If you instinctively reach for organic produce because you think that means you’re buying fruits and vegetables that were grown without pesticides, Brianne Bell, RD, creator of Frugal Minimalist Kitchen, says you may want to reevaluate. “As a dietitian, one thing my clients are shocked to learn is that organic produce is grown with pesticides, too. They often mistakenly think that organic equals pesticide free, but in reality, it just means pesticides deemed ‘organic’ are used,” she says.
What’s more, organic isn’t license to skip any washing or cleaning steps once you get it home, says Chris Mathews, produce manager and founder of The Great Fruit Hunt blog. “Consumers think it’s okay to eat organic produce without washing. With organic farming there can actually be an increase in food safety concerns because of the close contact with natural fertilizers, such as animal manures and the use of organic pesticides,” he says.
Your produce isn’t washed before it hits shelves
If you think your apples, avocados, or apricots were washed and rinsed before they were packaged and shipped out of the orchards, you might be in for a surprise, Mathews says. “One thing that would surprise a lot of people is that there is not a lot of checks and balances for certain foods before they arrive,” he says. “Some literally come straight from the field to the grocery store floor. For example, there isn’t any sort of cleaning, sanitation, or processing of most berries before they hit a grocery case.” Also, make sure to avoid these cooking mistakes that could ruin your food.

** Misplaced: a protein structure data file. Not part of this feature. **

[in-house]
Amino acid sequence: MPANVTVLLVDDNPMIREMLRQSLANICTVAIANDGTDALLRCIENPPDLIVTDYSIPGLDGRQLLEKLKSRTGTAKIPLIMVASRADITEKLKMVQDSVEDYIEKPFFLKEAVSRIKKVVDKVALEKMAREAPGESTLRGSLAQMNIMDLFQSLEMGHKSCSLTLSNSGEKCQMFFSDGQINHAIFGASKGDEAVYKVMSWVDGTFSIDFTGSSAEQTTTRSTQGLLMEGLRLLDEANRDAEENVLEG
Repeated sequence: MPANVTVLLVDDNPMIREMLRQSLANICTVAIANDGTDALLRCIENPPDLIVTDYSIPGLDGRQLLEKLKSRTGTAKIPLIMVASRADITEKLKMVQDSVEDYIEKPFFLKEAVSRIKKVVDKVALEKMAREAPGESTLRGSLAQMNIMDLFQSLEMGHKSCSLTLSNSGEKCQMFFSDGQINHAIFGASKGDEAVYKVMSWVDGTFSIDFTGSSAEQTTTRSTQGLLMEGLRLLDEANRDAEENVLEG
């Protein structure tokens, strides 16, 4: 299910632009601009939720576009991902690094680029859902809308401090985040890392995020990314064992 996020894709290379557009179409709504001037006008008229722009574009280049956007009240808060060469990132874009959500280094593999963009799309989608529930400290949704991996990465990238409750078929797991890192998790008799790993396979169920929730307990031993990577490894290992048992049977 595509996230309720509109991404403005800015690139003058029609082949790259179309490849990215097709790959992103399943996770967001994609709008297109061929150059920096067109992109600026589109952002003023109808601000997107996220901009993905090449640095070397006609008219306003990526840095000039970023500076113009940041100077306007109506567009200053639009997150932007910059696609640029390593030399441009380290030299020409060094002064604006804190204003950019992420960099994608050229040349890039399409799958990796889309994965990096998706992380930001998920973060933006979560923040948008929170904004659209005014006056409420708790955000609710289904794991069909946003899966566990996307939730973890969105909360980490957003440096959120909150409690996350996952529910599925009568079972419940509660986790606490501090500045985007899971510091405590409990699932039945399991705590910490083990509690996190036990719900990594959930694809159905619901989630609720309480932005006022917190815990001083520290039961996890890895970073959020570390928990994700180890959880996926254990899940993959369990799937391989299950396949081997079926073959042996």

The freshest produce is often hidden
If you want the freshest fruits and veggies—that is, the ones that were set out for customers most recently—you may have to do a bit of work says Nicolette Pace, chef, dietitian, and nutritionist. “Newer expiration dates are placed in the back of shelves, so if you need a longer shelf life, check the back of the shelf,” she says.
Health policies aren’t strictly enforced
Strict rules govern a lot of the supply chain for the country’s foods, but once it gets to the store, things get fuzzy. The Food and Drug Administration (FDA) says employees should have protective elements on when handling ready-to-eat food. But an apple or bananas or a watermelon may not be considered consumable as is, so the rules are a little unclear. The guidelines read, “FDA recommends that employees wear clean clothes and any additional outer items (e.g., hairnets and beard covers, lab coats, aprons, and appropriate footwear) that will help protect fresh and fresh-cut produce from inadvertent contamination during processing.”
Bananas are chemically ripened
If your grocery store isn’t near a banana farm or plantation (and odds are, it isn’t), you can rest assured the fruits were picked long before they got to you, and they were nowhere near yellow. A scientific process allows banana farmers to harvest the fruit while they’re still very green, pause the ripening process, and then begin ripening them again just before the fruits are set out for consumers, according to NPR. If you’re always buying unripe fruit, you might be making a big produce mistake.